Nuisance is a common law tort. It means that which causes offence, annoyance, trouble or injury Under the common law, persons in possession of real property (land owners, lease holders etc.) are entitled to the quiet enjoyment of their lands. However this doesn't include visitors or those who aren't considered to have an interest in the land. If a neighbour interferes with that quiet enjoyment, either by creating smells, sounds, pollution or any other hazard that extends past the boundaries of the property, the affected party may make a claim in nuisance.
Legally, the term nuisance is traditionally used in three ways:
← to describe an activity or condition that is harmful or annoying to others (e.g., indecent conduct, a rubbish heap or a smoking chimney) ← to describe the harm caused by the before-mentioned activity or condition (e.g., loud noises or objectionable odors) ← to describe a legal liability that arises from the combination of the two. However, the "interference" was not the result of a neighbor stealing land or trespassing on the land. Instead, it arose from activities taking place on another person's land that affected the enjoyment of that land. The law of nuisance was created to stop such bothersome activities or conduct when they unreasonably interfered either with the rights of other private landowners (i.e., private nuisance) or with the rights of the general public (i.e., public nuisance). Public Nuisance:
A public nuisance is an unreasonable interference with the public's right to property. It includes conduct that interferes with public health, safety, peace or convenience. The unreasonableness may be evidenced by statute, or by the nature of the act, including how long, and how bad, the effects of the activity may be. Private Nuisance
Private nuisance is an interference with a person's enjoyment and use of his land. The law recognizes that landowners, or those in rightful possession of land, have the right to the unimpaired condition of the property and to reasonable comfort and convenience in its occupation
Other than two general kind of nuisance one kind is Environmental Nuisance Environmental Nuisance:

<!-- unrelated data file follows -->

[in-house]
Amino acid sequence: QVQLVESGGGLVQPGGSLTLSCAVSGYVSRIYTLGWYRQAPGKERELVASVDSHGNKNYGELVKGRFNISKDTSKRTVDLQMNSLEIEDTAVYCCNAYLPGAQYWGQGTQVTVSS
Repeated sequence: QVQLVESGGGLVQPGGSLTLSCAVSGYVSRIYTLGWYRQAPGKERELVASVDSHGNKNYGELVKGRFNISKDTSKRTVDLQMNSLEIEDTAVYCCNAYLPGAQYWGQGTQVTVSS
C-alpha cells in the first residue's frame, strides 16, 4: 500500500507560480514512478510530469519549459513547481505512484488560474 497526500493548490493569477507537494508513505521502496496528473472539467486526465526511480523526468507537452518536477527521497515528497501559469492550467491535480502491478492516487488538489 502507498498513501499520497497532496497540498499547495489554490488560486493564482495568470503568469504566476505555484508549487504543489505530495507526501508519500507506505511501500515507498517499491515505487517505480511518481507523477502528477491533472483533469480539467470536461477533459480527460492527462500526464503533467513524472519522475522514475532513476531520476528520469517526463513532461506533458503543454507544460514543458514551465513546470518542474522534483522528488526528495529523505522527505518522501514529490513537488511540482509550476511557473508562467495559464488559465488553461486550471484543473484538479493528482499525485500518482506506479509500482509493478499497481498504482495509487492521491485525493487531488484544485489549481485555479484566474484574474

In the field of environmental science, there are a number of phenomena which are considered nuisances under the law, including most notably noise and light pollution. Moreover there are some issues that are not necessarily legal matters that are termed environmental nuisance; for example, an excess population of insects or other vectors may be termed a "nuisance population" in an ecological sense. The Environmental Protection Department has a statutory duty to investigate all complaints relating to alleged nuisances. Matters considered to be a statutory nuisance are premises in such a condition as to be prejudicial to health or a nuisance, smoke, fumes or gases emitted from premises.
Any dust steam or smell or any other effluvia, accumulations or deposit and animals kept in such a place or manner as to be prejudicial to health, or a statutory nuisance.
The causes for environmental nuisances:
← Smoke, fumes or gases from any premises
← Dust, steam or smells from business premises
← Accumulations or deposits
← Animals which are badly kept
← Noise or vibration
← Premises in a poor state
← Artificial light
Tirupur (Banian City), 50kms from Coimbatore district of Tamil Nadu has emerged as a leading cotton knitwear industrial cluster in South India, both for overseas market and the domestic market. It is primarily because the climatic conditions (high temperature and low rainfall) facilitate easy processing of yarn. In addition, availability of raw material and cheap labour has ensured that the textile industry activities here experienced rapid growth in the last two decades. Today, almost 80 per cent of India's cotton knitwear exports...